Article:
Ad Block Plus, as the name suggests, blocks display ads from showing in Firefox. Its primary pitch was, and remains, that surfing the internet is a much faster and more serene experience when you don’t have to wait for those dastardly, distracting flash ads to load.
Of course, it immediately raised the ire of media folk who claimed that you don’t get nuthin for nuthin in this life. To many, blocking ads is an affront – akin to stealing. They were already grappling with the devaluation of their once-lucrative content and, consequently, the increased reliance on online advertising to shore up revenue.
Now comes Add-Art, a Firefox plugin that not only blocks display ads but replaces them with curated art images. On first hearing about Add-Art I conjured a mental image of a zen-like, ad-free digital nirvana (angels singing, people dressed in white playing lutes, bunches of grapes scattered around). But don’t expect Leonardo, Michelangelo, Caravaggio and Van Gogh. The art (which is updated every two weeks) is edgy, modern, digital and obscure. In fact, it didn’t even show on many sites I tried (including ours).
The question is: In an age where people – in all other respects model citizens – download the latest episodes of their favourite TV show illegally on BitTorrent with little or no contemplation on the moral rectitude of this act, is ad blocking wrong? After all, isn’t it up to marketers to reach us? Isn’t the onus on them to adapt to evolving market conditions and consumer behaviour? Just ask the creators of the Sony Walkman.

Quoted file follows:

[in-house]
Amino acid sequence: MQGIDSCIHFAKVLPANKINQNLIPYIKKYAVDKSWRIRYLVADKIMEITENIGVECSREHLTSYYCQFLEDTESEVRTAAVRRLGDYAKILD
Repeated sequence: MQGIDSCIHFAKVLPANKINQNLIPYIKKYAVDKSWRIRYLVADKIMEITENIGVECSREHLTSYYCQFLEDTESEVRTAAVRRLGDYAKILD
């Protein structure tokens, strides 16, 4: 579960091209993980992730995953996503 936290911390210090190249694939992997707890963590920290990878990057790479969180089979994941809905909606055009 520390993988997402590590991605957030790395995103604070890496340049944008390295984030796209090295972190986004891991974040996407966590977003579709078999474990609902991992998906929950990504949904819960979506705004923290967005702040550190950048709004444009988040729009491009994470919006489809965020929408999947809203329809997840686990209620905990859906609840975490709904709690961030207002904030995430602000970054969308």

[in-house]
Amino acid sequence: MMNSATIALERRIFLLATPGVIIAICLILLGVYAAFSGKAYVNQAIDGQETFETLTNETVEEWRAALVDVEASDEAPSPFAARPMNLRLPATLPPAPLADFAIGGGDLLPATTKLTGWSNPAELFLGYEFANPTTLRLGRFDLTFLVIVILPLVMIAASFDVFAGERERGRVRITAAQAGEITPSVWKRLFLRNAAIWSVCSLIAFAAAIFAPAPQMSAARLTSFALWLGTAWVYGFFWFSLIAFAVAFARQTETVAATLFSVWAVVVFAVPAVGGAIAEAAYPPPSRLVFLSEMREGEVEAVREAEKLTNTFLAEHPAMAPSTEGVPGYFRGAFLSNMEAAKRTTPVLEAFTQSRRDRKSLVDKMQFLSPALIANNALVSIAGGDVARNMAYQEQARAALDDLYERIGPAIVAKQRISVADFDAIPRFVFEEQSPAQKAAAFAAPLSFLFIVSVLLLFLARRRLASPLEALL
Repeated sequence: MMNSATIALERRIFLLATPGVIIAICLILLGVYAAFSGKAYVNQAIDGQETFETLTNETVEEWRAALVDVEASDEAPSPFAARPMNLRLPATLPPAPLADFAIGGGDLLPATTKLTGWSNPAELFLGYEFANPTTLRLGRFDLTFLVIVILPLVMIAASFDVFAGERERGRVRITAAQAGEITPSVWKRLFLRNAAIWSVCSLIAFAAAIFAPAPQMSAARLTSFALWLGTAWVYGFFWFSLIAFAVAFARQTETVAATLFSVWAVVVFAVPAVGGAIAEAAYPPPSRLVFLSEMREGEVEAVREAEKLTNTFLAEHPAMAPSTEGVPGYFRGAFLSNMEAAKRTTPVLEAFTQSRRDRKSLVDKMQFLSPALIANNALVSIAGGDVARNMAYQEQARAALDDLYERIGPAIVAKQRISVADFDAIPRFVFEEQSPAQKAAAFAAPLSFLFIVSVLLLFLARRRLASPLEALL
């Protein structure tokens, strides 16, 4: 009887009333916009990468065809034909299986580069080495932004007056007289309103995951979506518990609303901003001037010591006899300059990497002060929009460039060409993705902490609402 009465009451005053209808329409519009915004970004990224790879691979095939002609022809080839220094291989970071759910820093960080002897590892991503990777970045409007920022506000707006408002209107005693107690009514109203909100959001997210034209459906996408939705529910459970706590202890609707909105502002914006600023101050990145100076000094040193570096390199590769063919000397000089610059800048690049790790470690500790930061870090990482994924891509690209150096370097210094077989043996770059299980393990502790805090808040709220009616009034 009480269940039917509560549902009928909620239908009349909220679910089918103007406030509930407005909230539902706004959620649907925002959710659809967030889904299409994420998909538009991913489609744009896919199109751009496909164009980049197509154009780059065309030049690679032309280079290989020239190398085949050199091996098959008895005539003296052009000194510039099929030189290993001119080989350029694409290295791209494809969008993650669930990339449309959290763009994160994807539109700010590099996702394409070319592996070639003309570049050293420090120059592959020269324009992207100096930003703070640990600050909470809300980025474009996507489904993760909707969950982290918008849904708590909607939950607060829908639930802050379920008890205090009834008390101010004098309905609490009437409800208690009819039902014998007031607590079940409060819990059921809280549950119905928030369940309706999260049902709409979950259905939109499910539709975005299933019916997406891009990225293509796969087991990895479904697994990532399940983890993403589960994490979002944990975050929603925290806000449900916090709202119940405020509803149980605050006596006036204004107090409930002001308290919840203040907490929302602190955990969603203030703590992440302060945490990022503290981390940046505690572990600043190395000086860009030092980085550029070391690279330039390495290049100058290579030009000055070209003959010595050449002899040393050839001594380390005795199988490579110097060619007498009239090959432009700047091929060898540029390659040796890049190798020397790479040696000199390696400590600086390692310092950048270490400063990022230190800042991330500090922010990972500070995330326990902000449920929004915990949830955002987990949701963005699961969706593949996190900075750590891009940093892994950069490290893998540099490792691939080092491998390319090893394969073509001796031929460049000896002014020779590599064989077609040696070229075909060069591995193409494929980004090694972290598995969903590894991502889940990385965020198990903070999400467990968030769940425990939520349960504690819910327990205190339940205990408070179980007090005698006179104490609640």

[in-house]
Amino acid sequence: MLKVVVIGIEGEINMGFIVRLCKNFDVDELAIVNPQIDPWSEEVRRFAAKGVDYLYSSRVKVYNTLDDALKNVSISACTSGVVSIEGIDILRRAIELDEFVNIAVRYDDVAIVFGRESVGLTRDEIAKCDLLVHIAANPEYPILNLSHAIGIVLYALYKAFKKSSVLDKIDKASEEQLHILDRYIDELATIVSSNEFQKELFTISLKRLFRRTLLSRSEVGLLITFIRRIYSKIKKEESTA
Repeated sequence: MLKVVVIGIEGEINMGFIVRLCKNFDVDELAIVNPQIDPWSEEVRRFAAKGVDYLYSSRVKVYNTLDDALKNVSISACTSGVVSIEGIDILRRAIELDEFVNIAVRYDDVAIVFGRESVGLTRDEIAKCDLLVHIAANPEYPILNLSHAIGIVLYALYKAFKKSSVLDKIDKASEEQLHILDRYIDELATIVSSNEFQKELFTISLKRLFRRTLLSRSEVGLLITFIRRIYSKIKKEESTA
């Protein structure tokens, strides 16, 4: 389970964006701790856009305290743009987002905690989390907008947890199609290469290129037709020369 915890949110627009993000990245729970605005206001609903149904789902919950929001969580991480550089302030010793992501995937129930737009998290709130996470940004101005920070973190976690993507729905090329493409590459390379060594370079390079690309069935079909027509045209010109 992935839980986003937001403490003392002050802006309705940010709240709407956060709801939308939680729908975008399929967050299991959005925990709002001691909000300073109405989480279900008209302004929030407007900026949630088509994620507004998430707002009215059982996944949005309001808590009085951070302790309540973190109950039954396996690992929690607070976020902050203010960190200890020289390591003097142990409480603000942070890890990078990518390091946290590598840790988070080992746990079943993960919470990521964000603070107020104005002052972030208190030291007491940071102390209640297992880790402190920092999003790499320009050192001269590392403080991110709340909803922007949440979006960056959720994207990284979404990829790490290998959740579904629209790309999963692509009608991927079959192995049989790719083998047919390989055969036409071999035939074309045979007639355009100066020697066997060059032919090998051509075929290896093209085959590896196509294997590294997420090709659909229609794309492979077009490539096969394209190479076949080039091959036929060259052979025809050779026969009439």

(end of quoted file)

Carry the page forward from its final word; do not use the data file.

In The Truman Show, TV producers create a 24-hour, commercial-free reality television show – a bubble of a world in which the star of the show, Truman Burbank (Jim Carey), is the only non-actor on-set and the only one oblivious to the fact that the world isn’t real. In the absence of commercial breaks, the show makes money for the network by liberal advertiser product placement within the ‘storyline’, further blurring the lines between commercial curation and ‘reality’.
Of course, it’s up to everyone to come up with business models that work. But we’ve already seen that the more difficult it is for advertisers to get their message out to consumers, and for media companies to fund content creation with advertising dollars, the more pressure there is on content companies to either blur those lines and produce an inferior, compromised product… or no product at all.
In the 1980s, an Australian advertising industry body commissioned a television commercial that urged viewers to think of advertising as a common good or, failing that, a necessary evil. (I would have embedded it here but, alas, I couldn’t find it online – please post if you do.) The commercial presented a world without advertising, where products vanished off retail shelves leaving empty stores because, without advertising, consumers weren’t aware of choice.
The internet has reshaped advertising immensely since then, but the message is still the message, irrespective of the medium.
What do you think about ad-blocking technology?